Browse Subject Areas

Click through the PLOS taxonomy to find articles in your field.

For more information about PLOS Subject Areas, click here.

  • Loading metrics

Combination Training in Aging Individuals Modifies Functional Connectivity and Cognition, and Is Potentially Affected by Dopamine-Related Genes

  • Valentina Pieramico,

    Affiliations Department of Neuroscience and Imaging, University “G. d’Annunzio” Chieti-Pescara, Chieti, Italy, Molecular Neurology Unit, Center of Excellence on Aging, University “G. d’Annunzio”, Chieti-Pescara, Chieti, Italy

  • Roberto Esposito,

    Affiliation Department of Neuroscience and Imaging, University “G. d’Annunzio” Chieti-Pescara, Chieti, Italy

  • Francesca Sensi,

    Affiliation Molecular Neurology Unit, Center of Excellence on Aging, University “G. d’Annunzio”, Chieti-Pescara, Chieti, Italy

  • Franco Cilli,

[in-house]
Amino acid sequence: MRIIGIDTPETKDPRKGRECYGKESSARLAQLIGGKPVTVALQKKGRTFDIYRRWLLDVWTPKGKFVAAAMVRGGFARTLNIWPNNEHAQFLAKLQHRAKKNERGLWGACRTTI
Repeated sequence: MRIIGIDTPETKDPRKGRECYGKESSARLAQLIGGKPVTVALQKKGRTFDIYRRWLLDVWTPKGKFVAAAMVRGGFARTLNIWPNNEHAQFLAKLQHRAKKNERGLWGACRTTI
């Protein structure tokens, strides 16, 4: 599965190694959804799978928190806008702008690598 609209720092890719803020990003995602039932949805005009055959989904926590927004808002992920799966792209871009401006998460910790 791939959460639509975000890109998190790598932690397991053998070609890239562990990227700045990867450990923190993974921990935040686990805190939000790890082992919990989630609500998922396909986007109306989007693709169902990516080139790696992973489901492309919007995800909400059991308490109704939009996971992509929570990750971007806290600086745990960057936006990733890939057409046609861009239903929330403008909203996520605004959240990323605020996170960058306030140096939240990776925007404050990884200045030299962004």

Affiliation Molecular Neurology Unit, Center of Excellence on Aging, University “G. d’Annunzio”, Chieti-Pescara, Chieti, Italy

  • Dante Mantini,

    Affiliations Department of Neuroscience and Imaging, University “G. d’Annunzio” Chieti-Pescara, Chieti, Italy, Department of Neurosciences, Laboratory for Neuro- and Psychophysiology, Catholic University of Leuven, Leuven, Belgium

  • Peter A. Mattei,

    Affiliation Department of Neuroscience and Imaging, University “G. d’Annunzio” Chieti-Pescara, Chieti, Italy

  • Valerio Frazzini,

    Affiliations Department of Neuroscience and Imaging, University “G. d’Annunzio” Chieti-Pescara, Chieti, Italy, Molecular Neurology Unit, Center of Excellence on Aging, University “G. d’Annunzio”, Chieti-Pescara, Chieti, Italy

  • Domenico Ciavardelli,